For some, there's no option but to outsource marketing for their organisation wholesale, leaving every aspect of brand management or outbound campaigns in the hands of a dedicated group of experts. For others, it suits to hand over specific, niche elements like PPC or email to help save time, money and potential headaches.
For those that don't fit into either category - that don't know how to best employ the use of an agency or get the most out of an available budget - it may all seem like a stab in the dark.
Thankfully for many, there are still many advantages to keeping marketing activity in-house, which in turn may well be enhanced by agency involvement. On the other hand, there are a number of drawbacks to the same scenario. To create this article we lined up the best aspects of an in-house strategy along with the main points of risk - and where an agency can add value to both.
Internal marketing teams have the advantage of being able to count on first-hand experience of the business, from products and services to internal process and culture. This allows them to embellish their output with an extra degree of sensibility and command of the defining characteristics of the organisation. In theory this makes delivering marketing activities that carry real relevance to the most important audiences a straightforward task.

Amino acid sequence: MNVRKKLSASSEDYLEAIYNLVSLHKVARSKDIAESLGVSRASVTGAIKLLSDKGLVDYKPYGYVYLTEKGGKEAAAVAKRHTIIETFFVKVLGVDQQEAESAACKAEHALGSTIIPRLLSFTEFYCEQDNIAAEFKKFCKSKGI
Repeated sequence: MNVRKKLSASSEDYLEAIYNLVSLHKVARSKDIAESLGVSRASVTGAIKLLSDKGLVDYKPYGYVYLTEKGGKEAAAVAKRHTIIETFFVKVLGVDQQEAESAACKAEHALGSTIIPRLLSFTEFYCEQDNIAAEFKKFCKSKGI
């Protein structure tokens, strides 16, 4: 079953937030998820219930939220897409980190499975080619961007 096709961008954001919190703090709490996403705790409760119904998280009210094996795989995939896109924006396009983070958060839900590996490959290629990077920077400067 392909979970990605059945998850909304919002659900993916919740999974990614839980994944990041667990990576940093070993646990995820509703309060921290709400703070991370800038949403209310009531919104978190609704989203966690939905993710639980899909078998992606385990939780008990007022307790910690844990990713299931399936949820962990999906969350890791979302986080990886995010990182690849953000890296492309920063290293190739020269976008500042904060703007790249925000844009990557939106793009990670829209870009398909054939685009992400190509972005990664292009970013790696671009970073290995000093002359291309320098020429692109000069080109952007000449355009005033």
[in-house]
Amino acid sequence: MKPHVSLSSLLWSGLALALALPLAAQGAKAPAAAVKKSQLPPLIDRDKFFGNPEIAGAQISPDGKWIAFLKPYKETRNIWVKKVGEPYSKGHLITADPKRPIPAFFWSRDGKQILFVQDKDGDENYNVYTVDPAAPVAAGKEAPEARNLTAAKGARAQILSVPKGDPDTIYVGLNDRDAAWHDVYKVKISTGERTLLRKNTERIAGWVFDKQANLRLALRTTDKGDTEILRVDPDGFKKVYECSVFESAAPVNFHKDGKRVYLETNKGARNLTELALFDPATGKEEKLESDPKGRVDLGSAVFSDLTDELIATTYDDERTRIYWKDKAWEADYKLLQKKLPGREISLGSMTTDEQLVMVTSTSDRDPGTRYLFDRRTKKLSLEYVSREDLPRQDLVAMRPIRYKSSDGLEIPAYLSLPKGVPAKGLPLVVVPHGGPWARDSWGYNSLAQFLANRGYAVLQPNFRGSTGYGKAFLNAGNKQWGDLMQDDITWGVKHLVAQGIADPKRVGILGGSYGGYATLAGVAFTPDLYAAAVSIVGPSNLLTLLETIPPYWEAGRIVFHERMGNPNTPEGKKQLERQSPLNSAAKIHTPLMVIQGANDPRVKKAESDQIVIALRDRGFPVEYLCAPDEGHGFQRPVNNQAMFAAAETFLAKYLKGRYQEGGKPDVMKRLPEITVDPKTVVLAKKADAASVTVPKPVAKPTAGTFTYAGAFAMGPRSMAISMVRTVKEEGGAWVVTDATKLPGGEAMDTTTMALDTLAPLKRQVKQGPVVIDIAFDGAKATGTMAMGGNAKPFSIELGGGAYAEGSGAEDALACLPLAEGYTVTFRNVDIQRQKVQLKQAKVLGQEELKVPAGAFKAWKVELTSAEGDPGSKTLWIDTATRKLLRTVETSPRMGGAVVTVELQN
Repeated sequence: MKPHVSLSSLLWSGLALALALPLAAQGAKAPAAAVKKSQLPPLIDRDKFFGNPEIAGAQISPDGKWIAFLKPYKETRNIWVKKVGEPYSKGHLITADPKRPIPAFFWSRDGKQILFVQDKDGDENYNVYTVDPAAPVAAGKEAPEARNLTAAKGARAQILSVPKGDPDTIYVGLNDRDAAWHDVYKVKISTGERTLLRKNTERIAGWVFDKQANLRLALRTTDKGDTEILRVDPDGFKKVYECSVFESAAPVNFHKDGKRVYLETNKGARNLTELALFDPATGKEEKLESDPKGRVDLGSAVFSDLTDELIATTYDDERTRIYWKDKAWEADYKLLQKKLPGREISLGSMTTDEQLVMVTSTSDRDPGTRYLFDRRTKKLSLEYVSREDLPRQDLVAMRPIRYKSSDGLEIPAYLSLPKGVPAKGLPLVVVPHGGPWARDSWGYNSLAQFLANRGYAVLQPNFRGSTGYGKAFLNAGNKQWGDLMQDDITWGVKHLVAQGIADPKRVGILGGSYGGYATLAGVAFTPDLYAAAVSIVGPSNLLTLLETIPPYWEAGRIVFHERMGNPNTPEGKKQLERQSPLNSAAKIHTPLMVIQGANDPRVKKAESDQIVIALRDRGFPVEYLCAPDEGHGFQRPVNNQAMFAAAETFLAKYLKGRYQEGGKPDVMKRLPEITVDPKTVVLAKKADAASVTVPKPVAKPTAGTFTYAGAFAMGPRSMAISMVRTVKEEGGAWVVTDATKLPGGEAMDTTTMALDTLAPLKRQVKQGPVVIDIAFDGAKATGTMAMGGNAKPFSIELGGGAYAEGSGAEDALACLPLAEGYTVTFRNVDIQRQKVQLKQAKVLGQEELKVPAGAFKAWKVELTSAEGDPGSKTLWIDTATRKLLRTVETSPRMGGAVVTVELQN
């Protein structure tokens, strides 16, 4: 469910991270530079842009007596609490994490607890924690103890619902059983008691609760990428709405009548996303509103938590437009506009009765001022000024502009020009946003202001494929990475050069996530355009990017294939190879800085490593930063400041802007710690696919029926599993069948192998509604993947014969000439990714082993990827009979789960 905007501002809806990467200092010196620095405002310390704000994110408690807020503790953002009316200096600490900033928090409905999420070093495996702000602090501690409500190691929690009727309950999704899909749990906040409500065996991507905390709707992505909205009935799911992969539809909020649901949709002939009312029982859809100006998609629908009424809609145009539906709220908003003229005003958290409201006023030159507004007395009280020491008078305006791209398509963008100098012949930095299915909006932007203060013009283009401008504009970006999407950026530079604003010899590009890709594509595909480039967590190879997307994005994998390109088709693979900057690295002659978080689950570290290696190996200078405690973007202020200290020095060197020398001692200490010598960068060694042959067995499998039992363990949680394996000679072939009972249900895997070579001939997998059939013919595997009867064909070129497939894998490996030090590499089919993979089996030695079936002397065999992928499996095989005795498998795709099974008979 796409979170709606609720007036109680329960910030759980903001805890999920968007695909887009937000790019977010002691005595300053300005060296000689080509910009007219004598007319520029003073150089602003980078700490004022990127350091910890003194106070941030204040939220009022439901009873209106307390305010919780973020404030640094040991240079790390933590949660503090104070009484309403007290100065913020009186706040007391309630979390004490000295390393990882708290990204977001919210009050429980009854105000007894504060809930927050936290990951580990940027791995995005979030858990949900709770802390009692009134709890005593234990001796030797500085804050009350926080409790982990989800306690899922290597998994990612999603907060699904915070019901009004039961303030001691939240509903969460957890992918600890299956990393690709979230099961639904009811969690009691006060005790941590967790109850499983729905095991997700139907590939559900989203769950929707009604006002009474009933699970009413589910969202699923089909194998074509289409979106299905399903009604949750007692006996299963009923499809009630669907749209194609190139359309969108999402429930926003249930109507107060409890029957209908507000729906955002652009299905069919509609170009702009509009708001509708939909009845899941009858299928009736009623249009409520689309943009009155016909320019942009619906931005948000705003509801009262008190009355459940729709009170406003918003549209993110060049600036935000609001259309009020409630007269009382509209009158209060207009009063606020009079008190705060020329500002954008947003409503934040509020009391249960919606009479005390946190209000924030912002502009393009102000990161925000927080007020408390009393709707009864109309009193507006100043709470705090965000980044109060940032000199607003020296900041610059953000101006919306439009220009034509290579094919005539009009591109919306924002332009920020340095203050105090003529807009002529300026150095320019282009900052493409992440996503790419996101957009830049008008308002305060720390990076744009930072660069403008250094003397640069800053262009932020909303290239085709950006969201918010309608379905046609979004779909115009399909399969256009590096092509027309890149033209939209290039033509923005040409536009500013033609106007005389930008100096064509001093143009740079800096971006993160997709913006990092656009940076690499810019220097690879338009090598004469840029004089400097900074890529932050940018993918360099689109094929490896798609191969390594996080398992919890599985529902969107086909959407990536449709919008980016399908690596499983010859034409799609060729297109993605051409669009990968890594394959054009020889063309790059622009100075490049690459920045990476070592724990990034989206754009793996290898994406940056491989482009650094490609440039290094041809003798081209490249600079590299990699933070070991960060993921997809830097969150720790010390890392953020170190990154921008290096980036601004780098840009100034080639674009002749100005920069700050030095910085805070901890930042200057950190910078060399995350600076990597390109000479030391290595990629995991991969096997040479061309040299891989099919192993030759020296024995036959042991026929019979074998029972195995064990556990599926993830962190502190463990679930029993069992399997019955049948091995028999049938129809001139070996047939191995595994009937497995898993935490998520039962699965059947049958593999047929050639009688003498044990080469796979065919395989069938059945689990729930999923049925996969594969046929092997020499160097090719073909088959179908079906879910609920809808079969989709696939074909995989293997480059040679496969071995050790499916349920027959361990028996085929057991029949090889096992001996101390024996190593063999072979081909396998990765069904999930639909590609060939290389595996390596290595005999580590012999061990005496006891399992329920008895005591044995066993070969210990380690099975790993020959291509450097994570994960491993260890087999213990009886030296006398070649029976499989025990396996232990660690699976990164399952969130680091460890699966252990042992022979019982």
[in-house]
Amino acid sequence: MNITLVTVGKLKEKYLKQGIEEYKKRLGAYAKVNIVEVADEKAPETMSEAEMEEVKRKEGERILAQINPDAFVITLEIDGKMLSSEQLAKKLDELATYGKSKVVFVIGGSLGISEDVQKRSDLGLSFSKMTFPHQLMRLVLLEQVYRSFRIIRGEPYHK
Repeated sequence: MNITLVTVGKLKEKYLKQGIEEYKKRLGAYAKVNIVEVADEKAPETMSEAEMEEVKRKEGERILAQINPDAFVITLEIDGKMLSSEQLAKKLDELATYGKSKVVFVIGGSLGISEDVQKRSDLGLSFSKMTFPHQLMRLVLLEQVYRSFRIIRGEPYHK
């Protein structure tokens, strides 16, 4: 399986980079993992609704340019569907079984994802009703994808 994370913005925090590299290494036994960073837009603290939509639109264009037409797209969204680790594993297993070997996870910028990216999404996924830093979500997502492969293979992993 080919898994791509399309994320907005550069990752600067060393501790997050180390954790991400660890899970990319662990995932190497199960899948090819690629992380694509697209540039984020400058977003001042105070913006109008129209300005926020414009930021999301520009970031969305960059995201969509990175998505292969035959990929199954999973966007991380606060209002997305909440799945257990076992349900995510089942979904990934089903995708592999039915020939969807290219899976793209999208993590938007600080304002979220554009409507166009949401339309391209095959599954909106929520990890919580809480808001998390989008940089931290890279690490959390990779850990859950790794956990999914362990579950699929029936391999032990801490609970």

However, proximity to source matter can sometimes lead to a narrowed field of vision. Knowing what areas of a business possess the greatest potential for compelling communications, along with being able to pick out what truly matters to your customers isn’t always straightforward when you’re immersed in the material on a day-to-day basis.
As a result, an agency can add value by:
When working on marketing within a business, chances are the right person you need is within close reach. Whether you need to access some customer stats, determine precise technical specifications of a product range or summarise the key benefits of a new service, knowledgable staff that work in specific fields are likely to be just across the office floor.
That said, the small gap between taking in-house know-how and converting it into marketing that does it justice can sometimes present itself as more of a gaping chasm. It may be that colleagues blessed with with dynamite information that will take your marketing up several notches don’t have the confidence to relay it, actively hold onto it out of some protective instinct, or simply don’t see any value in speaking up.
At best, this can result in a failure to genuinely set the business apart as a leading expert and trusted advisor and, at worst, lead to marketing that comes across as little more than a muddled mess of dense information.
On the other hand, agencies are well-versed in:
It’s easy to come to a clear understanding of a business’ commercial aims and objectives simply by working there. Whether it’s increase sales, grow the market share or improve customer retention, the daily chatter present in whatever the organisation is will naturally become part of your mindset.